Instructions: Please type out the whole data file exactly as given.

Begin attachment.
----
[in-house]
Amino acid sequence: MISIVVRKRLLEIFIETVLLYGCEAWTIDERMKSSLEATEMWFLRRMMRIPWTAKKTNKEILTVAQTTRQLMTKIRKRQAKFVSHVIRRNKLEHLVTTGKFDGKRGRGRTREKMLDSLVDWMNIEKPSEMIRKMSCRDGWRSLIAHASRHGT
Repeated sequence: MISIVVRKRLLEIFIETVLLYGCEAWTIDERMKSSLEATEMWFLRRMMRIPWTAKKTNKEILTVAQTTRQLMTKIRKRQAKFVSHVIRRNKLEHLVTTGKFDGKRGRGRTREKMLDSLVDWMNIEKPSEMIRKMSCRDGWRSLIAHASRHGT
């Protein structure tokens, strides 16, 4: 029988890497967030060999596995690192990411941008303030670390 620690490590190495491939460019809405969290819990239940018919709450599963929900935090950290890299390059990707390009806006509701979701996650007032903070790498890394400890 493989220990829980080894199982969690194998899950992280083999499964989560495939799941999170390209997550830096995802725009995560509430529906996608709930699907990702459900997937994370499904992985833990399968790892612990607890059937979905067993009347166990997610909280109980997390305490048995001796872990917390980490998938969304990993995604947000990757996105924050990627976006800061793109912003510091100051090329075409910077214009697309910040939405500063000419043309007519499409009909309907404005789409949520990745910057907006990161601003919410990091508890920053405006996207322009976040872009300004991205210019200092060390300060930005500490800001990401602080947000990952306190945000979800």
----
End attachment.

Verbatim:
[in-house]
Amino acid sequence: MISIVVRKRLLEIFIETVLLYGCEAWTIDERMKSSLEATEMWFLRRMMRIPWTAKKTNKEILTVAQTTRQLMTKIRKRQAKFVSHVIRRNKLEHLVTTGKFDGKRGRGRTREKMLDSLVDWMNIEKPSEMIRKMSCRDGWRSLIAHASRHGT
Repeated sequence: MISIVVRKRLLEIFIETVLLYGCEAWTIDERMKSSLEATEMWFLRRMMRIPWTAKKTNKEILTVAQTTRQLMTKIRKRQAKFVSHVIRRNKLEHLVTTGKFDGKRGRGRTREKMLDSLVDWMNIEKPSEMIRKMSCRDGWRSLIAHASRHGT
């Protein structure tokens, strides 16, 4: 029988890497967030060999596995690192990411941008303030670390 620690490590190495491939460019809405969290819990239940018919709450599963929900935090950290890299390059990707390009806006509701979701996650007032903070790498890394400890 493989220990829980080894199982969690194998899950992280083999499964989560495939799941999170390209997550830096995802725009995560509430529906996608709930699907990702459900997937994370499904992985833990399968790892612990607890059937979905067993009347166990997610909280109980997390305490048995001796872990917390980490998938969304990993995604947000990757996105924050990627976006800061793109912003510091100051090329075409910077214009697309910040939405500063000419043309007519499409009909309907404005789409949520990745910057907006990161601003919410990091508890920053405006996207322009976040872009300004991205210019200092060390300060930005500490800001990401602080947000990952306190945000979800």